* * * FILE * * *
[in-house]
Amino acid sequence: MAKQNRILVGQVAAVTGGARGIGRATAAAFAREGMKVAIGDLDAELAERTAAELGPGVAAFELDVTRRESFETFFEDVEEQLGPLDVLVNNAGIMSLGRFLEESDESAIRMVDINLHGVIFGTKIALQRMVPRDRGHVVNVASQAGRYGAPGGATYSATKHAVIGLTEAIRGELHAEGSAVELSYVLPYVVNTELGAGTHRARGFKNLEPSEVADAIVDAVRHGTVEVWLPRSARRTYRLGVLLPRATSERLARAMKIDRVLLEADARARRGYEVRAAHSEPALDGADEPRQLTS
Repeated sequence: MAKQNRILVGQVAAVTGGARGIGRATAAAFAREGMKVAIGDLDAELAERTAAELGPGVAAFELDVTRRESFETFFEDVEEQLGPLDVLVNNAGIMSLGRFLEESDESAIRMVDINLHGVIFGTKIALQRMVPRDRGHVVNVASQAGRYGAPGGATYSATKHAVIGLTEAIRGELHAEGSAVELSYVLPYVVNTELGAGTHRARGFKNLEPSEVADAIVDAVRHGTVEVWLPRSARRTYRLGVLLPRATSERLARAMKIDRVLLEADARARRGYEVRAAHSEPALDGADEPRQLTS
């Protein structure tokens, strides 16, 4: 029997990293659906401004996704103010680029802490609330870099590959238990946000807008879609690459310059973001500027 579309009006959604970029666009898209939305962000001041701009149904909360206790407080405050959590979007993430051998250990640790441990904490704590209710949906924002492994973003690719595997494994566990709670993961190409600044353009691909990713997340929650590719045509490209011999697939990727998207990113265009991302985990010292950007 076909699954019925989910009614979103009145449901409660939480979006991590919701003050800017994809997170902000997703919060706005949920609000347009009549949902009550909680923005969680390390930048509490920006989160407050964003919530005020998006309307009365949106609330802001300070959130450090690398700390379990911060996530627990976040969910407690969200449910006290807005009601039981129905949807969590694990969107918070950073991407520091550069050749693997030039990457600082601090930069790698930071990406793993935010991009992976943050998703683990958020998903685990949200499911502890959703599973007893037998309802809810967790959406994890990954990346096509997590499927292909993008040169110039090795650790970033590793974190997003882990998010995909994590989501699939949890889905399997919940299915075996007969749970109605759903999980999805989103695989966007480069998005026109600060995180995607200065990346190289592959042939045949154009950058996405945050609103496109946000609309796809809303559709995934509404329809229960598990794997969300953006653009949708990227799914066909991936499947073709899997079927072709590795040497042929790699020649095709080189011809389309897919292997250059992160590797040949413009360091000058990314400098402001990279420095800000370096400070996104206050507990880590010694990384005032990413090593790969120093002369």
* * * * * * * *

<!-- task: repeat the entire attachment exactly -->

[in-house]
Amino acid sequence: MAKQNRILVGQVAAVTGGARGIGRATAAAFAREGMKVAIGDLDAELAERTAAELGPGVAAFELDVTRRESFETFFEDVEEQLGPLDVLVNNAGIMSLGRFLEESDESAIRMVDINLHGVIFGTKIALQRMVPRDRGHVVNVASQAGRYGAPGGATYSATKHAVIGLTEAIRGELHAEGSAVELSYVLPYVVNTELGAGTHRARGFKNLEPSEVADAIVDAVRHGTVEVWLPRSARRTYRLGVLLPRATSERLARAMKIDRVLLEADARARRGYEVRAAHSEPALDGADEPRQLTS
Repeated sequence: MAKQNRILVGQVAAVTGGARGIGRATAAAFAREGMKVAIGDLDAELAERTAAELGPGVAAFELDVTRRESFETFFEDVEEQLGPLDVLVNNAGIMSLGRFLEESDESAIRMVDINLHGVIFGTKIALQRMVPRDRGHVVNVASQAGRYGAPGGATYSATKHAVIGLTEAIRGELHAEGSAVELSYVLPYVVNTELGAGTHRARGFKNLEPSEVADAIVDAVRHGTVEVWLPRSARRTYRLGVLLPRATSERLARAMKIDRVLLEADARARRGYEVRAAHSEPALDGADEPRQLTS
């Protein structure tokens, strides 16, 4: 029997990293659906401004996704103010680029802490609330870099590959238990946000807008879609690459310059973001500027 579309009006959604970029666009898209939305962000001041701009149904909360206790407080405050959590979007993430051998250990640790441990904490704590209710949906924002492994973003690719595997494994566990709670993961190409600044353009691909990713997340929650590719045509490209011999697939990727998207990113265009991302985990010292950007 076909699954019925989910009614979103009145449901409660939480979006991590919701003050800017994809997170902000997703919060706005949920609000347009009549949902009550909680923005969680390390930048509490920006989160407050964003919530005020998006309307009365949106609330802001300070959130450090690398700390379990911060996530627990976040969910407690969200449910006290807005009601039981129905949807969590694990969107918070950073991407520091550069050749693997030039990457600082601090930069790698930071990406793993935010991009992976943050998703683990958020998903685990949200499911502890959703599973007893037998309802809810967790959406994890990954990346096509997590499927292909993008040169110039090795650790970033590793974190997003882990998010995909994590989501699939949890889905399997919940299915075996007969749970109605759903999980999805989103695989966007480069998005026109600060995180995607200065990346190289592959042939045949154009950058996405945050609103496109946000609309796809809303559709995934509404329809229960598990794997969300953006653009949708990227799914066909991936499947073709899997079927072709590795040497042929790699020649095709080189011809389309897919292997250059992160590797040949413009360091000058990314400098402001990279420095800000370096400070996104206050507990880590010694990384005032990413090593790969120093002369």